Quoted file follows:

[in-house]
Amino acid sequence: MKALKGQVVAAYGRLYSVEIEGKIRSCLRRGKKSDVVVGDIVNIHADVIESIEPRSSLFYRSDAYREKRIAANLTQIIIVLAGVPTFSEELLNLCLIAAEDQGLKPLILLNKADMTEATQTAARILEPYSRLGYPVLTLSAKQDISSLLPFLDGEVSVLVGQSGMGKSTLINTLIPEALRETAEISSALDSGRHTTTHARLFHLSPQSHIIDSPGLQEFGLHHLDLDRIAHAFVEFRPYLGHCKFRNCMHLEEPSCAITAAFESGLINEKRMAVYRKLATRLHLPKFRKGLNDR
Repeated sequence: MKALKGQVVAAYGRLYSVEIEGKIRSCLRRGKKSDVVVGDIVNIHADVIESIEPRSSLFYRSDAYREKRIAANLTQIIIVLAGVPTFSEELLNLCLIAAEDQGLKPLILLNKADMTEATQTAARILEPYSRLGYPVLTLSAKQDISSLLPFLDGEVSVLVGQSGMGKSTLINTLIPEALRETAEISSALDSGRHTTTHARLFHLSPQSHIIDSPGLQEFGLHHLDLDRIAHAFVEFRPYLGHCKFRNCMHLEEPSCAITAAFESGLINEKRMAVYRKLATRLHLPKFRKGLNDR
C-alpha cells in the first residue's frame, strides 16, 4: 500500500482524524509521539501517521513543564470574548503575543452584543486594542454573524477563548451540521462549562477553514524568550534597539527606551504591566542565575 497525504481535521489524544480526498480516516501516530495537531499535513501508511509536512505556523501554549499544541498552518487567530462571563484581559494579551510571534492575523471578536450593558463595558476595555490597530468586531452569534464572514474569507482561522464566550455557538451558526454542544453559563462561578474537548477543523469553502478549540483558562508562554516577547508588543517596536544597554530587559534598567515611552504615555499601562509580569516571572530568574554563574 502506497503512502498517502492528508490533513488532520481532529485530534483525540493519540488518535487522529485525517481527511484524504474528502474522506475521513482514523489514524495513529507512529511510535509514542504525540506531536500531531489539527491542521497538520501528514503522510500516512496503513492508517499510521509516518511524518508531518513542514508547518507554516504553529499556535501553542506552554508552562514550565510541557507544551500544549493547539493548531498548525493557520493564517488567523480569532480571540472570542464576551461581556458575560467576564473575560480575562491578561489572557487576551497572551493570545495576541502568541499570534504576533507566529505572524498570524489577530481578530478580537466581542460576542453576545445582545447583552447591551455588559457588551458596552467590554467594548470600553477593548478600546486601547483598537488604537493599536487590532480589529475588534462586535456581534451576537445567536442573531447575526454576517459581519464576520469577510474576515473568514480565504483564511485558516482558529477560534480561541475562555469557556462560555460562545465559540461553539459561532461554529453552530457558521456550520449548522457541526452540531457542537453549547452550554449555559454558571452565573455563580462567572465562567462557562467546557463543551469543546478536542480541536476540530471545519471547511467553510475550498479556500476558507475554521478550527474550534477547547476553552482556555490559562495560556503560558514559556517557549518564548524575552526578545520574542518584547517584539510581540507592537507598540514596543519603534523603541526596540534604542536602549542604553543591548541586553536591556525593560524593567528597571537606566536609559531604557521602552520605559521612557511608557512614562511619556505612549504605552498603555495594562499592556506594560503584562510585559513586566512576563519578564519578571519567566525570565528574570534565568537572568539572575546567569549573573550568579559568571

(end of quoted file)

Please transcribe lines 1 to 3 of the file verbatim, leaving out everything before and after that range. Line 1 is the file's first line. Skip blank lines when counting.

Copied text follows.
[in-house]
Amino acid sequence: MKALKGQVVAAYGRLYSVEIEGKIRSCLRRGKKSDVVVGDIVNIHADVIESIEPRSSLFYRSDAYREKRIAANLTQIIIVLAGVPTFSEELLNLCLIAAEDQGLKPLILLNKADMTEATQTAARILEPYSRLGYPVLTLSAKQDISSLLPFLDGEVSVLVGQSGMGKSTLINTLIPEALRETAEISSALDSGRHTTTHARLFHLSPQSHIIDSPGLQEFGLHHLDLDRIAHAFVEFRPYLGHCKFRNCMHLEEPSCAITAAFESGLINEKRMAVYRKLATRLHLPKFRKGLNDR
Repeated sequence: MKALKGQVVAAYGRLYSVEIEGKIRSCLRRGKKSDVVVGDIVNIHADVIESIEPRSSLFYRSDAYREKRIAANLTQIIIVLAGVPTFSEELLNLCLIAAEDQGLKPLILLNKADMTEATQTAARILEPYSRLGYPVLTLSAKQDISSLLPFLDGEVSVLVGQSGMGKSTLINTLIPEALRETAEISSALDSGRHTTTHARLFHLSPQSHIIDSPGLQEFGLHHLDLDRIAHAFVEFRPYLGHCKFRNCMHLEEPSCAITAAFESGLINEKRMAVYRKLATRLHLPKFRKGLNDR